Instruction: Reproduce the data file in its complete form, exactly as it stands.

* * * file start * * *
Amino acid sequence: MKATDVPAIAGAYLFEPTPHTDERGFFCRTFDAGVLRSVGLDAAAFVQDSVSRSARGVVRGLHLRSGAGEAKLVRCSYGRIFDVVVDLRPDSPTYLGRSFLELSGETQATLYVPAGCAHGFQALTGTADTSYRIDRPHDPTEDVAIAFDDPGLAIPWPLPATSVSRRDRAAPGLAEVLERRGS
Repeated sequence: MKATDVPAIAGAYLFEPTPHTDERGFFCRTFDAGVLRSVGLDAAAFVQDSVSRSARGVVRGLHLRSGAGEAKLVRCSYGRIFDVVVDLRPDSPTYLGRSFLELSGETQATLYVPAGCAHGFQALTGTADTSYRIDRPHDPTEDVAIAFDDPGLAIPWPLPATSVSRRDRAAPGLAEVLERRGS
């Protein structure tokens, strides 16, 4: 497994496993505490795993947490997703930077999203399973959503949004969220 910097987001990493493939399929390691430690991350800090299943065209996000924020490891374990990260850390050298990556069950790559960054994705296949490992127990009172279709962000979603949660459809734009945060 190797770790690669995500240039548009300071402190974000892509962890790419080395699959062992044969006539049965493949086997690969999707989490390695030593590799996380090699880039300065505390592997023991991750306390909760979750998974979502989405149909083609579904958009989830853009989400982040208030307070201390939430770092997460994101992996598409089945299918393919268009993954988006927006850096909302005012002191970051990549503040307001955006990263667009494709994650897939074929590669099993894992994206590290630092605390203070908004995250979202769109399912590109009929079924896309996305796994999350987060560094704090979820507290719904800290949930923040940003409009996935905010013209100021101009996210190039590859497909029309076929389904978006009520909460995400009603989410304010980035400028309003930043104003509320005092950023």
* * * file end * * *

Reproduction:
Amino acid sequence: MKATDVPAIAGAYLFEPTPHTDERGFFCRTFDAGVLRSVGLDAAAFVQDSVSRSARGVVRGLHLRSGAGEAKLVRCSYGRIFDVVVDLRPDSPTYLGRSFLELSGETQATLYVPAGCAHGFQALTGTADTSYRIDRPHDPTEDVAIAFDDPGLAIPWPLPATSVSRRDRAAPGLAEVLERRGS
Repeated sequence: MKATDVPAIAGAYLFEPTPHTDERGFFCRTFDAGVLRSVGLDAAAFVQDSVSRSARGVVRGLHLRSGAGEAKLVRCSYGRIFDVVVDLRPDSPTYLGRSFLELSGETQATLYVPAGCAHGFQALTGTADTSYRIDRPHDPTEDVAIAFDDPGLAIPWPLPATSVSRRDRAAPGLAEVLERRGS
């Protein structure tokens, strides 16, 4: 497994496993505490795993947490997703930077999203399973959503949004969220 910097987001990493493939399929390691430690991350800090299943065209996000924020490891374990990260850390050298990556069950790559960054994705296949490992127990009172279709962000979603949660459809734009945060 190797770790690669995500240039548009300071402190974000892509962890790419080395699959062992044969006539049965493949086997690969999707989490390695030593590799996380090699880039300065505390592997023991991750306390909760979750998974979502989405149909083609579904958009989830853009989400982040208030307070201390939430770092997460994101992996598409089945299918393919268009993954988006927006850096909302005012002191970051990549503040307001955006990263667009494709994650897939074929590669099993894992994206590290630092605390203070908004995250979202769109399912590109009929079924896309996305796994999350987060560094704090979820507290719904800290949930923040940003409009996935905010013209100021101009996210190039590859497909029309076929389904978006009520909460995400009603989410304010980035400028309003930043104003509320005092950023």